2006-2010 Arthritis Glucosamine Study --
Supplements Beat Celebrex
for Severe Knee Pain
A 2006-2010 glucosamine study pinpointed that natural glucosamine and chondroitin sulfate supplements outmatched popular prescription Celebrex® in relieving moderate-to-extreme osteoarthritis knee pain, swelling, stiffness and inflexibility.
The Glucosamine/chondroitin Arthritis Invervention Trial (GAIT) was a large, randomized, placebo-controlled trial conducted across the United States with results published in three different journals in 2006, 2008 and 2010.(1)
The initial GAIT study evaluated the efficacy and safety of glucosamine and chondroitin sulfate, alone or in combination, as well as celecoxib (prescription drug Celebrex®) and placebo on 1583 patients with knee osteoarthritis. It was sponsored by the National Institutes of Health (NIH) and funded by the National Center for Complementary and Alternative Medicine (NCCAM).
The trial concluded that glucosamine and chondroitin supplements are extremely safe and provided significant pain relief for those that needed it the most with moderate-to-extreme pain. However, the supplements did not provide significant relief from mild osteoarthritis pain among all participants. The findings were published in the New England Journal of Medicine (NEJM) on February 23, 2006. The GAIT researchers were led by rheumatologists Daniel O. Clegg, M.D. and Allen D. Sawitzke, M.D., both of the University of Utah School of Medicine.(1, 10)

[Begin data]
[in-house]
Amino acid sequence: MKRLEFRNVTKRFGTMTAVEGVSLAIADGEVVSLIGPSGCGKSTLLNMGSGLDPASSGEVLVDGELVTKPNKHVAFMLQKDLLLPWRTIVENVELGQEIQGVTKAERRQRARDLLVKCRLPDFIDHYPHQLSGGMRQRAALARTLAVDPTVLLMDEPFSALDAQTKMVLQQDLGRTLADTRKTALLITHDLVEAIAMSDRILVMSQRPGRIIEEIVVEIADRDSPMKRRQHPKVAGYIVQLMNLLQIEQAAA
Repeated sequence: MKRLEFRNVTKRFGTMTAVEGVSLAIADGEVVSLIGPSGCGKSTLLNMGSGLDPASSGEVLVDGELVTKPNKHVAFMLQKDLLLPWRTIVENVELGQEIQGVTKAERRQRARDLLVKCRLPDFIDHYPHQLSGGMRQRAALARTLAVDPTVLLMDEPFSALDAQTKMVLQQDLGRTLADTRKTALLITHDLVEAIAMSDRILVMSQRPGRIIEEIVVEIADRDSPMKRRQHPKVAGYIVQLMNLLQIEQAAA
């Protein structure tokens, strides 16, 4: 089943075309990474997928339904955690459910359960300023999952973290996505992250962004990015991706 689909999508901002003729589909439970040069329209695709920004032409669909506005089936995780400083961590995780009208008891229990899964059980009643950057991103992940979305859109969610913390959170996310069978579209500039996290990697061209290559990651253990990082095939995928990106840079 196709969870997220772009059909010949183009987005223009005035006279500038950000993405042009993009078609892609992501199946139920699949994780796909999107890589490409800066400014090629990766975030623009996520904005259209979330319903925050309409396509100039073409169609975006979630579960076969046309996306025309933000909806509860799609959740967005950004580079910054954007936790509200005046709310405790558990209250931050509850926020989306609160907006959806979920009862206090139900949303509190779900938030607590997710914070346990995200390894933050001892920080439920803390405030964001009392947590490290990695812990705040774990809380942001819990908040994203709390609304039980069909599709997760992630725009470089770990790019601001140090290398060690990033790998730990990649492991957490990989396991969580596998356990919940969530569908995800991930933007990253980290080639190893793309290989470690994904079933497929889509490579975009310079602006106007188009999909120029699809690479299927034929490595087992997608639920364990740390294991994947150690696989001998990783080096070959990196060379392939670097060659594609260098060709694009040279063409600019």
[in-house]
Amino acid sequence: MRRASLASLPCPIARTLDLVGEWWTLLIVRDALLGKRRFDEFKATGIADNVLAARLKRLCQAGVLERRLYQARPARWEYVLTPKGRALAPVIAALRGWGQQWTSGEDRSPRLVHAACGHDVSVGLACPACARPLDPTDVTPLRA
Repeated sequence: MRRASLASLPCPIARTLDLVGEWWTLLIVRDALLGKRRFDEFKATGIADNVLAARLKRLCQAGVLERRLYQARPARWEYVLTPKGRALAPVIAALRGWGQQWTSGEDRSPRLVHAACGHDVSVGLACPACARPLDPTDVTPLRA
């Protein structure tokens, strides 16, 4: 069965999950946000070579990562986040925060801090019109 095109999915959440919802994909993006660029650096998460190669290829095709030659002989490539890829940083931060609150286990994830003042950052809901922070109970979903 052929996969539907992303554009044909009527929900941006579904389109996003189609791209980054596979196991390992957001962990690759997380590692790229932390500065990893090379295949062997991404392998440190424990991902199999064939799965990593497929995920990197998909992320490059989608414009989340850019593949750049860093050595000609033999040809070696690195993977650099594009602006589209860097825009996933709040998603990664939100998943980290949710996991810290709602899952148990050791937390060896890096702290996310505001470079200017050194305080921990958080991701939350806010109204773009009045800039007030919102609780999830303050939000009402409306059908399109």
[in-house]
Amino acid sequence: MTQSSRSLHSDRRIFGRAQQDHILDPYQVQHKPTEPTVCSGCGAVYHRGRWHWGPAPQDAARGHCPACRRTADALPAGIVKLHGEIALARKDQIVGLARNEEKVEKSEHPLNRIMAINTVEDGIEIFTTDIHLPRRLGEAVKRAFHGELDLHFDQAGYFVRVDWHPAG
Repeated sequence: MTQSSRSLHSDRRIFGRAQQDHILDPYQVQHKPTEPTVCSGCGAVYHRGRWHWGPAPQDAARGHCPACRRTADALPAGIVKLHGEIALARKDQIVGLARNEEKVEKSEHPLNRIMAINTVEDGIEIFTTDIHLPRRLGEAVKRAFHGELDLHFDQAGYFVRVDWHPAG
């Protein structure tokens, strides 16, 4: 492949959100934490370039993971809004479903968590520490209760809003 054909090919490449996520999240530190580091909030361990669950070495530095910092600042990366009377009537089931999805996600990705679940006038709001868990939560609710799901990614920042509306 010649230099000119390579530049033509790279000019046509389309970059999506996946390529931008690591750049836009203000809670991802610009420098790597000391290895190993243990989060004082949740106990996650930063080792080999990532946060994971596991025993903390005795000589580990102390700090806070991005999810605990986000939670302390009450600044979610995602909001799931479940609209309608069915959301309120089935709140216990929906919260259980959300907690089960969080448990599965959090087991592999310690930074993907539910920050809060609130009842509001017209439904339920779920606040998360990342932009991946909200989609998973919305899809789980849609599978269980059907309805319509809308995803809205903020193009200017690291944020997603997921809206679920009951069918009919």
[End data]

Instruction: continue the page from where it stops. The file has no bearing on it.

Glucosamine study supplements called “extremely safe”
In response to the 2006 NEJM publication, Roland Moskowitz, MD, professor of medicine at Case Western Reserve University in Cleveland, said having the glucosamine study participants take their dosage once a day instead of spreading it over three times a day, would have given a higher glucosamine peak effect, increasing the odds of significant relief.
“The take-home message: Other studies of glucosamine plus chondroitin have shown positive effects, and even GAIT showed
glimmers of benefit,” Dr. Moskowitz concluded of the study. “We have to say something is going on.” A three-month trial is reasonable for people who have a lot of pain,” he recommended. “If it's working, by all means continue using them, as these supplements are extremely safe."(2)
During the GAIT study, participants reported zero negative side effects from the use of glucosamine and chondroitin supplements.
The glucosamine study is good news for consumers to note
“This is very positive news for thousands of arthritis sufferers,” reported the dietary supplement industry's leading trade association, National Nutritional Foods Association (NNFA), in response to the GAIT findings.
“The NEJM’s findings that two popular supplements actually work better than a popular prescription medication underscore what millions of consumers already know. That is, natural products and dietary supplements, when used properly, hold great potential for improving health and well-being,” said Dr. Daniel Fabricant, Vice President of Science and Quality Assurance for NNFA.(3)